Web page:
Hestia and Home by Hollywood – 11/3/11
I will speak a bit more about the home in which I chose to live, and more. I have mentioned that I chose to live in this residential hotel room, independently, away from family, and in the thick of Los Angeles. I have mentioned how the Hollywood stars used to stay here, and how now, it is very cozy, but very haunted by the various dramarama that has gone down here.
As I was moving, Luken told me to check out the movie Barton Fink. Now, I may feel quite far apart from Luken now. I feel he was very hateful towards me. Though I would be friends with him, I cannot be his lover, though he has tried. He is just a great big ball of negativity for me. It seems to me like he is always trying to bring me down. But I would rather focus on the positive. And I do love him, insofar as I love every being. And I think he is very smart, even if I do not think he is very in touch with his heart. Typical of a bad sort of Aquarius, one might say. So, I heeded his advice.
Now, if you have not seen the movie Barton Fink, or Sunset Boulevard, perhaps you should not proceed in reading this post, as there will be spoilers.
Luken told me that Barton Fink was a movie about a playwright who, despite his great talent and success, was down and experiencing writer’s block. He ends up coming to Los Angeles, where he chooses to stay in a slightly run-down hotel so as to be among the people and receive inspiration.
Yeah, this totally doesn’t remind me of me at all. And the rest of the movie totally wouldn’t either….
Anyhow, it soon happened that there would be a double feature showing Sunset Boulevard and Barton Fink. One of my new lovers and I decided to attend. This lover is quite good at making me feel like the wondrous goddess I am. He is a Jewish pianist, which I find quite charming. He took me to a kosher restaurant first. I felt a bit out of place being the only lady in pants, but I quite liked it and had a good time.
Then we went to the features. I mentioned before on this blog how, sometimes, it feels as though something one is experiencing- of whatever medium, be it a play, a book, or a movie in this case- was just created for oneself for that very moment. It is as though it never existed in all the world before that, and then suddenly, God said, “Let there be this movie!” And it was so. And for you, it is good. It was so with these two movies and myself.
First, we watched Sunset Boulevard. It seems so strange that an actress such as myself, who has spent so much time in the entertainment industry and in Hollywood, had never actually seen this movie. Perhaps I am a bit like that guard on the lot who did not recognize Ms. Desmond. But oh, how I identify with her, with Gillis, and with the whole film. I now agree, of course, with the U.S. Library of Congress, who deemed this film “culturally, historically, or aesthetically significant” in 1989, and I deem it personally significant as well. And how interesting it is to watch it for the first time after being so familiar with the locations seen in the movie! To see the way they looked so long ago.
How I felt it as the unsuccessful B movie writer came between a rock and a hard place, and, facing failure in Hollywood, suddenly found himself magically in possession of a patron. How drawn in he was to his fate, good or bad, and so have I been. How much did Norma Desmond focus upon her glory, and how could one not, the way she was such a glowing actress that a Rajah killed himself with her nylon stockings! I have had men react similarly to me, and it certainly has an effect on the ego. But oh, such things are illusions… and she could not come to terms with it. To watch her delusions play out before me was a sort of uncomfortable warning, a sort of both prescient and humbling experience.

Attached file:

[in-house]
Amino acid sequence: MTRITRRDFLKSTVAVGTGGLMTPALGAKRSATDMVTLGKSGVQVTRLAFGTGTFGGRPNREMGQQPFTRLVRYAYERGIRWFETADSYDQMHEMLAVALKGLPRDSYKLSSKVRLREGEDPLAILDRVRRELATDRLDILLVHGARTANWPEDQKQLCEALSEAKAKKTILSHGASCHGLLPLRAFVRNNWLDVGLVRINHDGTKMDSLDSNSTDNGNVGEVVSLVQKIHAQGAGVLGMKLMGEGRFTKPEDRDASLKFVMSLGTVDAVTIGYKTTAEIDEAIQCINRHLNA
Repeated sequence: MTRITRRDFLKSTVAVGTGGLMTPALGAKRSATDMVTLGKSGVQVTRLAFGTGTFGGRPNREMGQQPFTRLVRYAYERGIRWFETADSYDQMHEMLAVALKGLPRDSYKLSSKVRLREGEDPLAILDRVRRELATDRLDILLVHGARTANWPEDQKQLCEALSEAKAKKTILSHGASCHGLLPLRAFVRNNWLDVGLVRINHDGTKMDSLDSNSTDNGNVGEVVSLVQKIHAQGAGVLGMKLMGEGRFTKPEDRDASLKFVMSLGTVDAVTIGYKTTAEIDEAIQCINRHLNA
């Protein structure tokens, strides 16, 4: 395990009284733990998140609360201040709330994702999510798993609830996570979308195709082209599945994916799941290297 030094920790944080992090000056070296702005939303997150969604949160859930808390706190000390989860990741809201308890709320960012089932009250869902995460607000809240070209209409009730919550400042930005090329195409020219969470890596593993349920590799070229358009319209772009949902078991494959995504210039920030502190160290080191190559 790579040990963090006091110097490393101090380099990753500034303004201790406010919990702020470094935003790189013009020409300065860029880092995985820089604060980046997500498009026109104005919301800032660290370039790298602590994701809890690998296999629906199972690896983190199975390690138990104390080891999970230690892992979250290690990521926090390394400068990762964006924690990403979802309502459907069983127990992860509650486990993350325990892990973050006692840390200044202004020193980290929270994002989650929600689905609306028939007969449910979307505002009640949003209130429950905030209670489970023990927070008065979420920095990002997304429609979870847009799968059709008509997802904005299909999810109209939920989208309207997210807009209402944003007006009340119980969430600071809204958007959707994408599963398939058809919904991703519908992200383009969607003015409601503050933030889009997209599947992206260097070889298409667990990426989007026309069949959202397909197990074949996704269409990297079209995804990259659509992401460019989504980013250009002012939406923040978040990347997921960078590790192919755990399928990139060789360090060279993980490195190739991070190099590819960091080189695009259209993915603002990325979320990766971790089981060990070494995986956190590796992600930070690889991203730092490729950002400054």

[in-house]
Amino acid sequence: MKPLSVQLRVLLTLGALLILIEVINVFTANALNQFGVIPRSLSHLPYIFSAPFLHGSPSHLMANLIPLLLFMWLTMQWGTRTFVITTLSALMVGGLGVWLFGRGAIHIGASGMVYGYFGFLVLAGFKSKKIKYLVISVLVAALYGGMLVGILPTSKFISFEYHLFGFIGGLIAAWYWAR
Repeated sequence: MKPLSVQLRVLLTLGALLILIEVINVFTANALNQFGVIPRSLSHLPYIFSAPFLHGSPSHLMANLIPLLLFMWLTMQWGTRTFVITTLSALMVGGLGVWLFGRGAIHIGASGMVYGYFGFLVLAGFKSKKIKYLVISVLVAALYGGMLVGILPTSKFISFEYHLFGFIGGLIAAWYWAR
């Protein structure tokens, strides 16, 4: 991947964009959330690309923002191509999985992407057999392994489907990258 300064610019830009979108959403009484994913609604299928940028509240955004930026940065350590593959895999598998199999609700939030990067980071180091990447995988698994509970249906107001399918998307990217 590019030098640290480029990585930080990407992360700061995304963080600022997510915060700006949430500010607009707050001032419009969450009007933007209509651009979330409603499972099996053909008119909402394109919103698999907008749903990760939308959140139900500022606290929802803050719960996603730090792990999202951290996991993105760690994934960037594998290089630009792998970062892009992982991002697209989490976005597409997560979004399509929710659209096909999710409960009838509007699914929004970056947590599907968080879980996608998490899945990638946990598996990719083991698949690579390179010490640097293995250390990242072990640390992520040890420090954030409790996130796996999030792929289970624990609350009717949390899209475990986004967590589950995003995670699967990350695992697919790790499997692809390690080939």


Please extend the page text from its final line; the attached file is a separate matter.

Then came Barton Fink. Barton Fink was, as I had said, a talented and successful playwright who went to Los Angeles and rented a slightly run-down hotel room. He wanted to write about the common man for the common man, though he was totally pretentious, oblivious, and out of touch. Okay, I’m with him so far. I watched him sitting in his room with his typewriter trying to write. I thought of myself sitting in my room silently with my laptop. It had everything right down to the bloodsuckers.
And then, finally, at the end of the movie, it takes a completely twisted little turn. It veers from hypnagogia and other such vaguely dreamlike states, with religious symbolism spattered here and there, into a completely paranormal real-life nightmare. It turns out that this hotel was Satan’s home… and Barton Fink sees him rampaging down the hallways in all his violent, fiery, unholy glory.
Being that this movie had so much reminded me of myself, I knew I would have nightmares that night. And so I did. I dreamt of Satan again. He popped out of my closet here in my hotel room and then he went on a killing spree. He spared me, of course.
And, so, when I woke in the morning, I promised not to complain about noise unduly. Or to complain about anything if unwarranted. I promised not to come into Satan’s home- Los Angeles, as many say, is Hell- and complain. I promised to listen, as Barton Fink had been chastised for not listening (and as a result not writing). Yea, for I am also damned to stay here in Hollywood and Generate all of Creation.
“And the king, Nebuchadnezzar, answered and said to the Chaldeans, I recall not my dream; if ye will not make known unto me my dream, and its interpretation, ye shall be cut in pieces, and of your tents shall be made a dunghill.” – Something like the Beginning of Daniel 2.